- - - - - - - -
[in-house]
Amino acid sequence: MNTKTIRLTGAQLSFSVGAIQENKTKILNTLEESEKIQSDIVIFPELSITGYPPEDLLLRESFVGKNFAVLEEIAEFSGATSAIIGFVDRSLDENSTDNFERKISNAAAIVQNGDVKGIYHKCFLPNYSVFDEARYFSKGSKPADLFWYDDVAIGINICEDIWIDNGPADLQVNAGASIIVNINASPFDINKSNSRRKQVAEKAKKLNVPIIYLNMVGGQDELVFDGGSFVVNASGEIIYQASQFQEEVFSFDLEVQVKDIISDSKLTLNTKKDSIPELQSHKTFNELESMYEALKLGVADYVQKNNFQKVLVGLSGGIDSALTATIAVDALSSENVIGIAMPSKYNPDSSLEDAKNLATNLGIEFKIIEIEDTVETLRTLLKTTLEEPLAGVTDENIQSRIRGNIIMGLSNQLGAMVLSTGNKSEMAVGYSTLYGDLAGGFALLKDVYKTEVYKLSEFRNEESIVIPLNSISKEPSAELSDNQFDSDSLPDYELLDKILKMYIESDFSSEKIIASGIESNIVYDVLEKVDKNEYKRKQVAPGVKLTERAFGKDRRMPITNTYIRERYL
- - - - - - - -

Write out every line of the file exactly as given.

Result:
[in-house]
Amino acid sequence: MNTKTIRLTGAQLSFSVGAIQENKTKILNTLEESEKIQSDIVIFPELSITGYPPEDLLLRESFVGKNFAVLEEIAEFSGATSAIIGFVDRSLDENSTDNFERKISNAAAIVQNGDVKGIYHKCFLPNYSVFDEARYFSKGSKPADLFWYDDVAIGINICEDIWIDNGPADLQVNAGASIIVNINASPFDINKSNSRRKQVAEKAKKLNVPIIYLNMVGGQDELVFDGGSFVVNASGEIIYQASQFQEEVFSFDLEVQVKDIISDSKLTLNTKKDSIPELQSHKTFNELESMYEALKLGVADYVQKNNFQKVLVGLSGGIDSALTATIAVDALSSENVIGIAMPSKYNPDSSLEDAKNLATNLGIEFKIIEIEDTVETLRTLLKTTLEEPLAGVTDENIQSRIRGNIIMGLSNQLGAMVLSTGNKSEMAVGYSTLYGDLAGGFALLKDVYKTEVYKLSEFRNEESIVIPLNSISKEPSAELSDNQFDSDSLPDYELLDKILKMYIESDFSSEKIIASGIESNIVYDVLEKVDKNEYKRKQVAPGVKLTERAFGKDRRMPITNTYIRERYL